MUNICH — Ukrainians who served under the SS at the Nazis' Sobibor death camp were instrumental to the killing of Jews, a survivor testified Tuesday at the trial of John Demjanjuk, who is accused of being a guard there.

Witness Thomas Blatt, 82, told the Munich state court he didn't remember the Ukrainian-born Demjanjuk from Sobibor, but said that if his presence could be proven he must have been involved in Jews' extermination.

Demjanjuk, an 89-year-old retired Ohio auto worker, was deported from the U.S. last year for the trial in Germany. He is charged with 27,900 counts of accessory to murder for his alleged activities as a guard at Sobibor, in occupied Poland, in 1943.

Blatt said that, more than six decades later, he doesn't even remember the faces of his mother and father, who were killed in Sobibor.

"I can't say if Demjanjuk was at Sobibor," the white-haired Blatt said, alternating between broken German and accented English.

"But I know that this group of Ukrainians were a very important part in the extermination of the Jews. If Demjanjuk was at Sobibor, he was a murderer."

Demjanjuk, once a Soviet Red Army soldier, is accused of agreeing to serve as a guard for the SS and training at the Nazis' Trawniki camp following his capture in 1942.

Demjanjuk maintains he was never at the camp and questions the authenticity of a key piece of evidence — an SS identity card that prosecutors say features a photo of a young Demjanjuk and that says he worked at Sobibor.

"It is no surprise the former Sobibor laborers do not know him now and could not identify him at any time prior because he was not there," his son, John Demjanjuk Jr., said in an e-mail to The AP after the session.

Demjanjuk himself showed no reaction to the testimony, lying on a bed with a pillow propping up his head and a baseball cap over his face. After the proceedings, however, he seemed alert as guards wheeled him away.

Blatt, who today lives in California, told the court there were about 150 Ukrainian guards at Sobibor, who served under the supervision of about 15 German SS men at any given time.

He identified many SS men by name and rank, but said he only remembered the names of two of the Ukrainians and "did not have a lot of contact with the watchmen."

But, he said, the Ukrainian guards were instrumental in keeping prisoners from fleeing while on work details outside the camp.

"There was no fence in the forest," Blatt testified. "We had only the Ukrainians like Mr. Demjanjuk to keep us from fleeing."

Demjanjuk's defense attorney Ulrich Busch questioned the value of Blatt's testimony — saying that not only could he not identify his client, "his memory is not precise any more."

"It's ridiculous — he tries to acquit Germany and convict the Ukrainians and other Eastern Europeans of responsibility for the Holocaust," Busch said after the court session. If the Ukrainians "did something, they did so because they were commanded by the Germans."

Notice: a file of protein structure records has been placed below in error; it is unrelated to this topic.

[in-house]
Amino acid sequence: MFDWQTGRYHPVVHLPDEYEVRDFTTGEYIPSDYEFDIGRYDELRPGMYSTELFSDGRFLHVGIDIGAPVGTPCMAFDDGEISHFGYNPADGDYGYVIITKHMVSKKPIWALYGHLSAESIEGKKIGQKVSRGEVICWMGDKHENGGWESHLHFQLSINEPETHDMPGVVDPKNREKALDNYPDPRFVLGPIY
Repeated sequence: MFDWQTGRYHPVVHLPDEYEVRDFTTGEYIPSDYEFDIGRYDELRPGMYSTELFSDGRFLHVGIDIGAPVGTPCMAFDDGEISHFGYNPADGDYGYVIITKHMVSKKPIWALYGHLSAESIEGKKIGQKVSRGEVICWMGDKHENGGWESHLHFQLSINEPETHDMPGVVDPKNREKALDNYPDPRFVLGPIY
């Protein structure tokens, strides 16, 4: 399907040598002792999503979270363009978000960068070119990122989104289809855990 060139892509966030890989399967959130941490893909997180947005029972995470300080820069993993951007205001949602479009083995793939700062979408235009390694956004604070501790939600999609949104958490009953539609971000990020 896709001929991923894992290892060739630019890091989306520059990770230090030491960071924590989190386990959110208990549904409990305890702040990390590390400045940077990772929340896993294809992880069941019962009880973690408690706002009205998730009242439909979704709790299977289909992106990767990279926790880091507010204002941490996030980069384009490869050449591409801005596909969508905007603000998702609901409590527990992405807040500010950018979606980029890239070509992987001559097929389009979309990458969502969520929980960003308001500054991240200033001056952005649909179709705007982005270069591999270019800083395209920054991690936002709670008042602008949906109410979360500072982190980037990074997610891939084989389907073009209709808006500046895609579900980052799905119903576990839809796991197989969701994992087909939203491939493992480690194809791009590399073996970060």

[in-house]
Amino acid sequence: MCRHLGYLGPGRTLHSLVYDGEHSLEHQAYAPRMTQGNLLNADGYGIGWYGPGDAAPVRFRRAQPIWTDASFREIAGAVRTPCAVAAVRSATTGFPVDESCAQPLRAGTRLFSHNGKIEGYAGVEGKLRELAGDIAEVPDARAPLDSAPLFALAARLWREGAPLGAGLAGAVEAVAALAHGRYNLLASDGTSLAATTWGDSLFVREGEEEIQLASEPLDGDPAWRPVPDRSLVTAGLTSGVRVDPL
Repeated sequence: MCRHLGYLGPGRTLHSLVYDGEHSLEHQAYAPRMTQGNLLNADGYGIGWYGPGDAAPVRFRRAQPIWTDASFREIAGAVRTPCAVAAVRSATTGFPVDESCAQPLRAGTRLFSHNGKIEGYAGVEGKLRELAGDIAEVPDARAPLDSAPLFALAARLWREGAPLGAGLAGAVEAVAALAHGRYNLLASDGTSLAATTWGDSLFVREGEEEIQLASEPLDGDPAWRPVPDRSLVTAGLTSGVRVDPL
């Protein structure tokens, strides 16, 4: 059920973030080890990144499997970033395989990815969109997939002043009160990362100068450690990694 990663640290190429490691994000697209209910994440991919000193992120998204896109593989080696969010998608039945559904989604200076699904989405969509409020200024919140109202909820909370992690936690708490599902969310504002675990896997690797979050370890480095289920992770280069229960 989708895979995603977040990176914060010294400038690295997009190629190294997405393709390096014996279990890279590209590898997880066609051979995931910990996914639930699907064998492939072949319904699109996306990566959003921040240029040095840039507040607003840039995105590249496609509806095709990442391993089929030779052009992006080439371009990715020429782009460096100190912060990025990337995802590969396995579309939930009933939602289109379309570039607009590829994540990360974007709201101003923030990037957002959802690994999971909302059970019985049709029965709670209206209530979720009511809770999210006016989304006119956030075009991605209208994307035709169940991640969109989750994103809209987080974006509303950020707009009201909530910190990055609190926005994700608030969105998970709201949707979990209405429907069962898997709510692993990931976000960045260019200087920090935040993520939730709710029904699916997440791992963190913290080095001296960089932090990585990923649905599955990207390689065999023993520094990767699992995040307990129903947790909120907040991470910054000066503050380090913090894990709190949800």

Though Demjanjuk's defense maintains he was never at Sobibor, Busch has also argued that the Ukrainian guards used by the Nazis agreed to serve only to escape likely death in POW camps, and that they would have been killed if they didn't follow orders.

Blatt, who has joined the trial as a co-plaintiff as allowed under German law, is one of only 66 Sobibor prisoners believed to have survived the war.

His mother, father and brother were killed immediately after the family was deported to the Sobibor camp from their town in Poland in April 1943. Blatt was spared because he was selected to work in the camp.

Blatt said Polish Jews who lived near the camp knew what awaited them, but those arriving from other parts of Europe had no clue.

He pointed out a building where he worked cutting the hair of female prisoners after their arrival — before they were sent into the gas chambers, which they were told were a disinfectant shower.

"The women from Holland, they didn't know they were going to their deaths," he recalled. "They said: 'Please don't cut it so short,' but the Poles knew. They said: "Why are you doing this?'"

Blatt testified that, because of what the Polish Jews knew, they did not go into the gas chambers willingly.

"The Ukrainian guards forced them into the gas chambers with bayonets," he testified.

Demjanjuk had his U.S. citizenship revoked in 1981 after the Justice Department alleged he hid his past as the notorious Treblinka guard "Ivan the Terrible." He was extradited to Israel, where he was found guilty and sentenced to death in 1988, but the conviction was overturned five years later as a case of mistaken identity.

In the latest prosecution, Demjanjuk is accused of serving as a "Wachmann" or guard, the lowest rank of the Ukrainian and other eastern European guards subordinate to German SS men. It is the first time a conviction has been sought against someone so low-ranking without proof of a specific offense.

If convicted, he faces up to 15 years in prison.